Montana-Dakota permits gas-fired peakers at coal plant

The Montana Department of Environmental Quality is taking comment until Dec. 31 on a draft air permit change allowing Montana-Dakota Utilities to add new gas-fired generators at its Lewis & Clark coal plant.

“On November 7, 2014, the Department received an application to modify Montana Dakota’s air quality permit MAQP#0691-01 to construct, operate and maintain two 9.3 mega-watt (MW) Wärtsilä natural gas reciprocating internal combustion engine (RICE) generators, an indirect fired fuel heater (gas line heater) and associated building heating, ventilating and air condition (HVAC) units for the purpose of generating electricity at the Lewis & Clark Station,” said a DEQ permit notice.

Said one permit condition: “Montana-Dakota shall limit full load operation of the two Wärtsilä natural gas RICE to a maximum of 7,940 hours per year (hr/yr) combined.”

Said another condition: “Emissions from the RICE generator sets shall be controlled with a selective catalytic reduction (SCR) system using urea as the reaction agent, and an oxidation catalyst capable of maintaining the required emission limits.”

Lewis & Clark consists of a tangential coal-fired boiler (Unit 1) capable of burning coal or natural gas and associated equipment for generation of electricity. The facility is located in Richland County, Montana. Montana-Dakota is a subsidiary of MDU Resources Group (NYSE: MDU).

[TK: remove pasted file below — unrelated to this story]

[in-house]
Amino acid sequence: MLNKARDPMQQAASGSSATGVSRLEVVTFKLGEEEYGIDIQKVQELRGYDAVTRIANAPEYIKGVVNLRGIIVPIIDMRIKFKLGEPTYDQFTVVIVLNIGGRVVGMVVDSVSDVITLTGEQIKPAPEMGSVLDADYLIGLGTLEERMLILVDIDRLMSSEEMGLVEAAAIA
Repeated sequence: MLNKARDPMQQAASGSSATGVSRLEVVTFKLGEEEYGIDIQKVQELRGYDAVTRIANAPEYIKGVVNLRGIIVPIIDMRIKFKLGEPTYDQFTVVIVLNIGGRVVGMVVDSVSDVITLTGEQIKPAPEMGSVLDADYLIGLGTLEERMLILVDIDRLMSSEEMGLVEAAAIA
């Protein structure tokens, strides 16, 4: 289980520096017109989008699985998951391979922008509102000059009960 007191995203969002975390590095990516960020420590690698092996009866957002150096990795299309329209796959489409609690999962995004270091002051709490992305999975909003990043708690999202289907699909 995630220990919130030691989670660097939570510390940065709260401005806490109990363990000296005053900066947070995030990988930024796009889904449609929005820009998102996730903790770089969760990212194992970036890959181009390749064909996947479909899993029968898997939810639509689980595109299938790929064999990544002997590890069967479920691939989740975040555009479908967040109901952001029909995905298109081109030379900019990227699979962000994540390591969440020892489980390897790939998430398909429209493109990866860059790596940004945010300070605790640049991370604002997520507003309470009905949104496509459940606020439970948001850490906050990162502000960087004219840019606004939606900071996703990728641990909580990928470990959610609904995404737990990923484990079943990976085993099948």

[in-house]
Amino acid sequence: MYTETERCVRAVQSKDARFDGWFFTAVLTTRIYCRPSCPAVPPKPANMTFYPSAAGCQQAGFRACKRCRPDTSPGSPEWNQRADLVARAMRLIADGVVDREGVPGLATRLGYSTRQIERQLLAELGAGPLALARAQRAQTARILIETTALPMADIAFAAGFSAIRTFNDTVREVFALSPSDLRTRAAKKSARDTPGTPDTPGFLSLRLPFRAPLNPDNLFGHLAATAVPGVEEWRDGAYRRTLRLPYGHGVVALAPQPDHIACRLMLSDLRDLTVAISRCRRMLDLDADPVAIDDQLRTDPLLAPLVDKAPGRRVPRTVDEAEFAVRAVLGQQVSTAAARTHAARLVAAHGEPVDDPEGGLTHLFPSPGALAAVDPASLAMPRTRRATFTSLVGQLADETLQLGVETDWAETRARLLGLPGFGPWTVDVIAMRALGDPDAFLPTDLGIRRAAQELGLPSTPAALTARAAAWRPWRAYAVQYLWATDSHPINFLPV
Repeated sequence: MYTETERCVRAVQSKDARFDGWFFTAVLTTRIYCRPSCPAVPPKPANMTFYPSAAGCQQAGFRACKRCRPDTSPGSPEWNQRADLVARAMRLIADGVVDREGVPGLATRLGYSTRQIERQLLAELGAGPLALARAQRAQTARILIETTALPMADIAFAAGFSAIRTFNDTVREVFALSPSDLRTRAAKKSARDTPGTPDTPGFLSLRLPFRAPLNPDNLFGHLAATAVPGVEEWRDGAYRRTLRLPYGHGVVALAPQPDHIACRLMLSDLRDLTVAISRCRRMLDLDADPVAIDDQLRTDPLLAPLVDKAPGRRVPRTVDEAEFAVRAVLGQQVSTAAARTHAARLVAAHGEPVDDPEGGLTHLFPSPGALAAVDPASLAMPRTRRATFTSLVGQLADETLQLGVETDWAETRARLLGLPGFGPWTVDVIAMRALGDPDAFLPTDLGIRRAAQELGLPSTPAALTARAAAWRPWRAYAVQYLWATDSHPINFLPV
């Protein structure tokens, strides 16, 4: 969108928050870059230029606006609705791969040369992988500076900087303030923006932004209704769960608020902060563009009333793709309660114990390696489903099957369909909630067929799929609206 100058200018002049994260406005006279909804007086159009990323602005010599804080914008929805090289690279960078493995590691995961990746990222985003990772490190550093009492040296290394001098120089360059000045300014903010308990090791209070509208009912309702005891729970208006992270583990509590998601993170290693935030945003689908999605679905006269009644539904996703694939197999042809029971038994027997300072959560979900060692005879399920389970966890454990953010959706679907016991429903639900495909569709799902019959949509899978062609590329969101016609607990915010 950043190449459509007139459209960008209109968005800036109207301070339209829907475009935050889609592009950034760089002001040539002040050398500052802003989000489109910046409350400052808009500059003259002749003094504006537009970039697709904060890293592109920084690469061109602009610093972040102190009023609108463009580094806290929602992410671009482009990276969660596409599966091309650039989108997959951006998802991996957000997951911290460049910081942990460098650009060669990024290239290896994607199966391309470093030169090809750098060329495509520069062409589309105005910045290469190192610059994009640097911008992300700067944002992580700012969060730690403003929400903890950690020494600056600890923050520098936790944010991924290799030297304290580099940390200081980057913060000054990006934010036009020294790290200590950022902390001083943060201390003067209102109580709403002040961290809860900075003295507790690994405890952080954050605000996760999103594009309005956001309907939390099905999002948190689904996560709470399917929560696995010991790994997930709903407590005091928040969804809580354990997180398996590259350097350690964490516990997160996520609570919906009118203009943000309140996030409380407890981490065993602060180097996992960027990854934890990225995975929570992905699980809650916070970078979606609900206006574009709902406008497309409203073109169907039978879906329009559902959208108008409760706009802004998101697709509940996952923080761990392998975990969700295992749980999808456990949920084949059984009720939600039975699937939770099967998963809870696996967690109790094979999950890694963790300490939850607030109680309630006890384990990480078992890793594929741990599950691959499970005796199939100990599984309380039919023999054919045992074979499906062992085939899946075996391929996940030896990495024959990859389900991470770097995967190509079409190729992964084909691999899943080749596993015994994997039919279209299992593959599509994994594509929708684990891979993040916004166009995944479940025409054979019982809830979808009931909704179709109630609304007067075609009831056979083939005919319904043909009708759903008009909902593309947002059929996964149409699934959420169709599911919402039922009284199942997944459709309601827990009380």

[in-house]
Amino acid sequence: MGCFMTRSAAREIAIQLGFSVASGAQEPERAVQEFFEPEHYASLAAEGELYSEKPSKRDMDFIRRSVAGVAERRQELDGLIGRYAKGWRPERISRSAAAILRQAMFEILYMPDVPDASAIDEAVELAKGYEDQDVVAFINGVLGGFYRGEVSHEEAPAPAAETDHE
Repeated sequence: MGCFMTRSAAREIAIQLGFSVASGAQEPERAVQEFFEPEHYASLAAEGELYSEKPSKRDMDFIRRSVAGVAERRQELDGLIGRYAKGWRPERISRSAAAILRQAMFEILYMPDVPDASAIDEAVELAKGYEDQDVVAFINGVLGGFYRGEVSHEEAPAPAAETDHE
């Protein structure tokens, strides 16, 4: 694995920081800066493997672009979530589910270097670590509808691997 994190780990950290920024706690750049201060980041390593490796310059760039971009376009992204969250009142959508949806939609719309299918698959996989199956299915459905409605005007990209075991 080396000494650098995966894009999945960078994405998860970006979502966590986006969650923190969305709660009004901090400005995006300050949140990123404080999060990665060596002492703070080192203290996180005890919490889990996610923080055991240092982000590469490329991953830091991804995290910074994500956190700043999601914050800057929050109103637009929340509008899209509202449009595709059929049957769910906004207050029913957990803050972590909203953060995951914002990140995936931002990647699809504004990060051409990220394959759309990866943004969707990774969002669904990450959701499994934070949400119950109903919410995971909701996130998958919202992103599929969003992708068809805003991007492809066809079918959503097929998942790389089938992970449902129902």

The DEQ noted: “The Montana-Dakota Lewis & Clark Station shall operate two Wärtsilä natural gas RICE generator sets as peaking units to provide Montana-Dakota with additional generating resources to help meet its customers peak load requirements as well as providing reliability support to the region as a result of the increased peak electric demand in the areas around the Bakken oilfields in Eastern Montana and Western North Dakota.”

About Barry Cassell 20414 Articles
Barry Cassell is Chief Analyst for GenerationHub covering coal and emission controls issues, projects and policy. He has covered the coal and power generation industry for more than 24 years, beginning in November 2011 at GenerationHub and prior to that as editor of SNL Energy’s Coal Report. He was formerly with Coal Outlook for 15 years as the publication’s editor and contributing writer, and prior to that he was editor of Coal & Synfuels Technology and associate editor of The Energy Report. He has a bachelor’s degree from Central Michigan University.